- Marie-Antoinette's breast cups were used as moulds and models for actual cups. It occurred during the phase started by Madame de Pompadour of when looking like a peasant was fashionable, and Marie-Antoinette liked to pretend to be a milkmaid with gold churns hanging off her. The porcelain works of Sevres made for her under the command of Louis XVI these cups based on her breasts. They are on display at Petit Trianon, Marie-Antoinette's play farmyard, and you can by replicas. Marie-Antoinette's breasts however were not used to make champagne glasses.

- Tangent: Jo talks about a bra maker that can determine a woman's bra size by looking at a woman's breasts. Jo went to see her and the woman who said of Jo, "Oh, not as bad as I'd imagined!" (See Fingers and Fumbs) Liza had a similar experience. She had her bra off and a woman came in with three trainees pulled back the curtain Liza was behind, looked at Liza and said: "Can't help you" then shut the curtain.

- XL Tangent: Stephen tells an old joke about a man who goes to the doctor and complains he is obsessed with breasts. So the doctor puts him through a word association test. The doctor says "newspapers", but the patient says they remind him of breasts because of Page 3. The doctor then says "tennis racquets" but all the patient says that all the women players moving around with their breasts giggling remind him of the breasts too. The doctor then says "windscreen wipers" but the patient says they too are like breasts because of their motion.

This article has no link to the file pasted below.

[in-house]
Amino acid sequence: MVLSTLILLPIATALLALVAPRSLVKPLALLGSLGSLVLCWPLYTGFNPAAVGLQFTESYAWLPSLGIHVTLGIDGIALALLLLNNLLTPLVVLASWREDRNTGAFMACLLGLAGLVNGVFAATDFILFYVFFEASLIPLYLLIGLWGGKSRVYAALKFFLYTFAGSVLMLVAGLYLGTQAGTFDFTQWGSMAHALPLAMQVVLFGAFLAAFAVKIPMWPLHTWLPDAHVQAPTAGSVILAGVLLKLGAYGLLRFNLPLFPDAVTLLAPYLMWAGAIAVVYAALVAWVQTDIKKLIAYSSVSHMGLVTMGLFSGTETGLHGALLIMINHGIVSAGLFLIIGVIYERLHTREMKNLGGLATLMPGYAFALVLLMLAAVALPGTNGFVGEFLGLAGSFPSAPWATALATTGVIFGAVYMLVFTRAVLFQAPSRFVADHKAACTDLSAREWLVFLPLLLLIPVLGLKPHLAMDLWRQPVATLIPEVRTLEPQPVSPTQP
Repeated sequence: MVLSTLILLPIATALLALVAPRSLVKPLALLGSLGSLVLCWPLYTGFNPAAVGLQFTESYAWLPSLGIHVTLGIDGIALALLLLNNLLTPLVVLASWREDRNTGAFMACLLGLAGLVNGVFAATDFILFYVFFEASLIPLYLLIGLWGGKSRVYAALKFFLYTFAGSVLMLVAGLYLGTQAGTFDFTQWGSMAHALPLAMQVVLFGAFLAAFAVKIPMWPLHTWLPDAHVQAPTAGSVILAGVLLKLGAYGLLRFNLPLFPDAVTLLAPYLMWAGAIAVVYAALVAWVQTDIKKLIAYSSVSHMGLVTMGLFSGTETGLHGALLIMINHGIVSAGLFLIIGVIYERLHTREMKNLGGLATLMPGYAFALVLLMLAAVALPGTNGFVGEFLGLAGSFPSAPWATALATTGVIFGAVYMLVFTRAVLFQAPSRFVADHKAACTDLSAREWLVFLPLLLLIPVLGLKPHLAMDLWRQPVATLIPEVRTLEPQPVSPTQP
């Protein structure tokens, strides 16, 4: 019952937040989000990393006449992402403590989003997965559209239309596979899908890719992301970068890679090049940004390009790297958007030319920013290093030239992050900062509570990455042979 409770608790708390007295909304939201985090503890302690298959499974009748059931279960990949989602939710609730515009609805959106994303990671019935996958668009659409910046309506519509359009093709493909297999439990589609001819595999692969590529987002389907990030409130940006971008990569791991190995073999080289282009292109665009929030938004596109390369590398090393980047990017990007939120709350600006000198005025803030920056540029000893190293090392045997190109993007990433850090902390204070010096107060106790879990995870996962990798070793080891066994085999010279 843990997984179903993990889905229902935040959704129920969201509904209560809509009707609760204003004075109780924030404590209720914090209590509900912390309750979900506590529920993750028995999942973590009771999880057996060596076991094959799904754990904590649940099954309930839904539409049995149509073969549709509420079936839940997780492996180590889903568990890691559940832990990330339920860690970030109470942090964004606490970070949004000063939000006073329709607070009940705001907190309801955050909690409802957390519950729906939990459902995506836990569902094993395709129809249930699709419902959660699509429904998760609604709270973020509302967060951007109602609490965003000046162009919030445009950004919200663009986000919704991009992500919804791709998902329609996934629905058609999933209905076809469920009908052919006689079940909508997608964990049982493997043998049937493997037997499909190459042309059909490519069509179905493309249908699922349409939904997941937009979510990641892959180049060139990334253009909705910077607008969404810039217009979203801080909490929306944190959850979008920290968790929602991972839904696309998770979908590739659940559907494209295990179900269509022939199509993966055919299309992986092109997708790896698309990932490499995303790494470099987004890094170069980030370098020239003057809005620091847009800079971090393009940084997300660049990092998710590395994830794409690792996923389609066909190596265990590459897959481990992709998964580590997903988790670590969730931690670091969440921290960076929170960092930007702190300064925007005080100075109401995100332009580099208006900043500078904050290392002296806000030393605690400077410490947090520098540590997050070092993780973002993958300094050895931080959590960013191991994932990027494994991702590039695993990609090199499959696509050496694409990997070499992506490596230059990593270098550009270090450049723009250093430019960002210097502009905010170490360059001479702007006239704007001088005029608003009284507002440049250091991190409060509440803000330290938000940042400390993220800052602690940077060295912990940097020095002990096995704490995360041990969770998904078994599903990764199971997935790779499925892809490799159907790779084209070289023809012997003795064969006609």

- The smallest thing that you can milk is a tsetse fly. The female keeps her eggs and larvae alive inside her uterus by feeding them a liquid rich in fats called "intrauterine milk". The female gives birth to one larva at a time. They kill about 48,000 people a year, giving them sleeping sickness. Stephen was bit by one in Kenya but did not get sleeping sickness from it. The tsetse fly hosts a symbiotic bacterium called Wigglesworthia. It has the smallest genome of any known living thing. However without the Wigglesworthia the female tsetse fly is sterile, so if we get rid of the bacterium it could save thousands of lives.

- Jolly Jape: Stephen then gives the panel made from powdered miracle berry. If you take this pill and roll it around your mouth so it coats all your tongue then for 20-30 minutes it changes your taste-buds so everything tastes sweeter. The panel show it works by eating a wedge of lemon like it is an orange.

- Tangent: Jo once knew a boy who would feed a horse lemons to see the strange expressions on its face.